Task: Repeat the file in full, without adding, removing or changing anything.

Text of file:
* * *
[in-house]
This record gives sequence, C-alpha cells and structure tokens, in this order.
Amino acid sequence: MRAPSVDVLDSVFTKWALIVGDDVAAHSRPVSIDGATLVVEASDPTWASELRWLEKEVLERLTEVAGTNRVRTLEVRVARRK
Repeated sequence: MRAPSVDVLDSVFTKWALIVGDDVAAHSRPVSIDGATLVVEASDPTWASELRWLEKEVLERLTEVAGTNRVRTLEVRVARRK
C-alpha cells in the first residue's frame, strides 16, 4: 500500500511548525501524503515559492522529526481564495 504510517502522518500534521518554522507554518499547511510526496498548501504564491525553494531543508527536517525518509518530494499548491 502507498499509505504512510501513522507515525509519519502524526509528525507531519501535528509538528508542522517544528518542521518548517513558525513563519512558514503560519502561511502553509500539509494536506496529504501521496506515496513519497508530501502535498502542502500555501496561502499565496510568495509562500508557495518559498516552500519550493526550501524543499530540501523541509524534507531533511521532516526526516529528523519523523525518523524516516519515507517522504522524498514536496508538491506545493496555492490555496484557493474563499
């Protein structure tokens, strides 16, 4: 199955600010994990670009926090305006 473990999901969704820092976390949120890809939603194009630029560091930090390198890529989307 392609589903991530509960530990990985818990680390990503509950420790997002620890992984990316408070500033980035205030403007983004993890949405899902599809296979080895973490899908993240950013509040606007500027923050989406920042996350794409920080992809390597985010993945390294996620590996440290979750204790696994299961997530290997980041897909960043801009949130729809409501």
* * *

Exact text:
[in-house]
This record gives sequence, C-alpha cells and structure tokens, in this order.
Amino acid sequence: MRAPSVDVLDSVFTKWALIVGDDVAAHSRPVSIDGATLVVEASDPTWASELRWLEKEVLERLTEVAGTNRVRTLEVRVARRK
Repeated sequence: MRAPSVDVLDSVFTKWALIVGDDVAAHSRPVSIDGATLVVEASDPTWASELRWLEKEVLERLTEVAGTNRVRTLEVRVARRK
C-alpha cells in the first residue's frame, strides 16, 4: 500500500511548525501524503515559492522529526481564495 504510517502522518500534521518554522507554518499547511510526496498548501504564491525553494531543508527536517525518509518530494499548491 502507498499509505504512510501513522507515525509519519502524526509528525507531519501535528509538528508542522517544528518542521518548517513558525513563519512558514503560519502561511502553509500539509494536506496529504501521496506515496513519497508530501502535498502542502500555501496561502499565496510568495509562500508557495518559498516552500519550493526550501524543499530540501523541509524534507531533511521532516526526516529528523519523523525518523524516516519515507517522504522524498514536496508538491506545493496555492490555496484557493474563499
């Protein structure tokens, strides 16, 4: 199955600010994990670009926090305006 473990999901969704820092976390949120890809939603194009630029560091930090390198890529989307 392609589903991530509960530990990985818990680390990503509950420790997002620890992984990316408070500033980035205030403007983004993890949405899902599809296979080895973490899908993240950013509040606007500027923050989406920042996350794409920080992809390597985010993945390294996620590996440290979750204790696994299961997530290997980041897909960043801009949130729809409501």